Highland Games, Part 2: The Competitions

The sights, sounds and smells of a Scottish Highland event in America are exhilarating. Excitement abounds whether it is billed as Highland Games or a Highland Festival, or Celtic Festival or a Clan Gathering. Signs of heraldry, brightly-colored tartans and banners, the skirl of bagpipes and rat-a-tat of drums fill the senses.

The Games and Festivals can be one-day events or may last for an entire weekend or more. Some venues have weeknight receptions for sponsoring clans but there will always be a full festival on Saturday and/or Sunday.

The Pacific Northwest Highland Games in Enumclaw, Washington offer Scottish Social Dancing on Friday and Saturday evening. Experienced dancers teach complete novices the steps of dances like the Virginia Reel and the Gay (happy) Gordons danced to the music of fiddles, harps and bagpipes.  These dances also make a great spectator sport as you watch the novices try to remember which foot is their left or right or whether the direction they should be moving is backward or forward. Hilarious “traffic jams” occur with regularity. A great time for all concerned. These dances are a staple at house ceilidhs* in the Scottish Highlands and in Canada.  *(kay-lees: Scots Gaelic word for a party, meeting, or concert)

Brawny men, and a few women, compete in Heavy Athletics Competitions at the Games. These include throwing various items of differing weights for height or distance. Portand, Oregon includes a Kilted Mile race with all participants, mostly men, required to wear a kilt. Some events include a golf tournament held on a nearby golf course.

Other events are the Hammer Throw (a weight on the end of a stick, Weight for Distance and Weight for Height.  Putting the Stone involves throwing a stone, weighing as much as ninety pounds at some events, as far as the athlete can manage. Some of the stones are smaller and the process is very much like the shotput in modern competitons. In the past all of these events had a practical use in warfare and were a test of a Scottish warriors abilities.

The athletic contests culminate in the Caber Toss event. The caber is a straight, tapered pole 19 to 21 long. The athlete holds the pole in a vertical position with the larger-diameter end at the top. The object is to balance the caber vertically, carry it forward the prescribed distance then toss it end for end.

The competitor who comes closest to having the pole turn in the air and land in the twelve o’clock position with the small end of the pole furthest away from him is declared the winner. The Caber Toss depends more on the skill of the athlete than on his size or strength.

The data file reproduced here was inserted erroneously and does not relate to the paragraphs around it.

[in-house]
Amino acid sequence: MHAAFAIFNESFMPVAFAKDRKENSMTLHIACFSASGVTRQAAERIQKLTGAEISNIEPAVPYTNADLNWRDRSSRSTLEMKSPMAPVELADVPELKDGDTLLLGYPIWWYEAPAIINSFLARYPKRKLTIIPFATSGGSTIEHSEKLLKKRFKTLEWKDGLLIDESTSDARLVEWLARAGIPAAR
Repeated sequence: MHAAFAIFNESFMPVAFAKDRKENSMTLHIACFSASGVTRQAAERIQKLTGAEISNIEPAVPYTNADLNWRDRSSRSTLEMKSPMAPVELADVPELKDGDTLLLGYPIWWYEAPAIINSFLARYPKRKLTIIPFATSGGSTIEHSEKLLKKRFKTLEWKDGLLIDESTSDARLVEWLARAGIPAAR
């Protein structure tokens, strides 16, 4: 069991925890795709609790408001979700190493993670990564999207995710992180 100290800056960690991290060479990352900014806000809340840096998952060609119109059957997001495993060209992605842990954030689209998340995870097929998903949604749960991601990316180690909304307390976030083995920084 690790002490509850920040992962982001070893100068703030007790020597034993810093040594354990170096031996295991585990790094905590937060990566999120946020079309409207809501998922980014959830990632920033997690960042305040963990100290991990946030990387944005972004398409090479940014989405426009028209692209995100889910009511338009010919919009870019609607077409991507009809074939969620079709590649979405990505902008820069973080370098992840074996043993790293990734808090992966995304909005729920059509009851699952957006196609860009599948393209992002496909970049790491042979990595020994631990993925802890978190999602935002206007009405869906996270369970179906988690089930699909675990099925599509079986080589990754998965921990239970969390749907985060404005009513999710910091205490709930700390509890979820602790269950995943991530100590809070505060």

The Caber Toss is easily the most exciting of the athletic contests and judging from the crowds the event draws I think it is also the most popular. It is an amazing feat of skill. Do you think the athlete in the picture to the right succeeded in a good toss?

Highland Dancing is another competition held at many of the Games, especially the larger events. The competition always lasts two days with the finals held on Sunday. The young contestants perform dances like the Highland Fling and Sword Dance dressed in plaid pleated skirts or kilts, knee socks, jerkins (vests) or jackets and ruffled white shirts. The individuals are judged on their grace, body position and the accuracy of their steps, turns and small kicks. Like the athletic events the winners at the smaller competitions will go on to regionals and then on to the National Highland Dance competitions.

The dance competitions are for both boys and girls up to the age of 18. Several years ago a MacRae boy won the 15-18 year old category at the Pacific Northwest Highland Games.

The larger events have bagpiping and drumming competitions for both individual musicians and for entire bands.

Portland has a Friday evening competition called Piobreach (pee-brock) for pipers. Piobreach is an ancient form of musical storytelling, the tune of which was known and recognized by all who heard it, and can be up to thirty minutes long. The piece begins with a simple melody with each subsequent repetition embellished with more and more difficult fingerings before it all returns to the original melody,

The Pacific Northwest Highland Games  include a competition for harpists and others have competitive fiddling.

Check back Monday for more about Highland Games and Festivals.

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About torimcrae

Tori is a good writer aspiring to be a great writer. The mother of four adult kids she is currently pursuing postponed dreams. She enjoys her grandkids, traveling with hubby, spinning fiber, weaving, and raising Shih Tzus. Currently Tori posts to this blog on Mondays and Fridays.
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2 Responses to Highland Games, Part 2: The Competitions

  1. Carol says:

    Great post, Tori, and wonderful photos. I’m familiar (sort of) with highland dancing and a céilidh, but have never attended Highland games.

    • torimcrae says:

      Thanks, Carol. I’ve had a lot of fun writing about the Highland Games and learned a new blog skill — uploading pictures! I’m glad you’ve enjoyed them. There is a Highland Games event in Vancouver on June 23rd. If you’re free you might want to try it out. Here’s a link to their website: http://www.bchighlandgames.com/

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